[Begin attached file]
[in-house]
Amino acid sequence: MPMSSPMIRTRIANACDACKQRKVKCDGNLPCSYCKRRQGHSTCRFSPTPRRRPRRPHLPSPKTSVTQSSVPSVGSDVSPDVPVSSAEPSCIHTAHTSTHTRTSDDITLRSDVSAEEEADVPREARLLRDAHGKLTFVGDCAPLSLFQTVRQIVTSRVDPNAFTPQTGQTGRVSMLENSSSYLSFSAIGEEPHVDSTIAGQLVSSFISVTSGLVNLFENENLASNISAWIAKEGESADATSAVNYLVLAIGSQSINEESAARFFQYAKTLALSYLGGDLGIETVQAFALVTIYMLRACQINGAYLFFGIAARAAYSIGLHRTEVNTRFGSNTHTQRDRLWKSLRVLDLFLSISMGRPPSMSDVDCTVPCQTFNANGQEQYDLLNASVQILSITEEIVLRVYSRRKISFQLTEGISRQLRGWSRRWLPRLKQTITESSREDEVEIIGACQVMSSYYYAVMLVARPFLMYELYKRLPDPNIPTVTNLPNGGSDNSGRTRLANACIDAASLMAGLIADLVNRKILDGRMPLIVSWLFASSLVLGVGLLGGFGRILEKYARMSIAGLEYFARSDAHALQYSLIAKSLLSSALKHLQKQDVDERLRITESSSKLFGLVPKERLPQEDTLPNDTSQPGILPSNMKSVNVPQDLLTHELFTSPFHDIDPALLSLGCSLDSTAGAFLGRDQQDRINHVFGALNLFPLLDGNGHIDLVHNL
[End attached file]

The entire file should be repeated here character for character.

[in-house]
Amino acid sequence: MPMSSPMIRTRIANACDACKQRKVKCDGNLPCSYCKRRQGHSTCRFSPTPRRRPRRPHLPSPKTSVTQSSVPSVGSDVSPDVPVSSAEPSCIHTAHTSTHTRTSDDITLRSDVSAEEEADVPREARLLRDAHGKLTFVGDCAPLSLFQTVRQIVTSRVDPNAFTPQTGQTGRVSMLENSSSYLSFSAIGEEPHVDSTIAGQLVSSFISVTSGLVNLFENENLASNISAWIAKEGESADATSAVNYLVLAIGSQSINEESAARFFQYAKTLALSYLGGDLGIETVQAFALVTIYMLRACQINGAYLFFGIAARAAYSIGLHRTEVNTRFGSNTHTQRDRLWKSLRVLDLFLSISMGRPPSMSDVDCTVPCQTFNANGQEQYDLLNASVQILSITEEIVLRVYSRRKISFQLTEGISRQLRGWSRRWLPRLKQTITESSREDEVEIIGACQVMSSYYYAVMLVARPFLMYELYKRLPDPNIPTVTNLPNGGSDNSGRTRLANACIDAASLMAGLIADLVNRKILDGRMPLIVSWLFASSLVLGVGLLGGFGRILEKYARMSIAGLEYFARSDAHALQYSLIAKSLLSSALKHLQKQDVDERLRITESSSKLFGLVPKERLPQEDTLPNDTSQPGILPSNMKSVNVPQDLLTHELFTSPFHDIDPALLSLGCSLDSTAGAFLGRDQQDRINHVFGALNLFPLLDGNGHIDLVHNL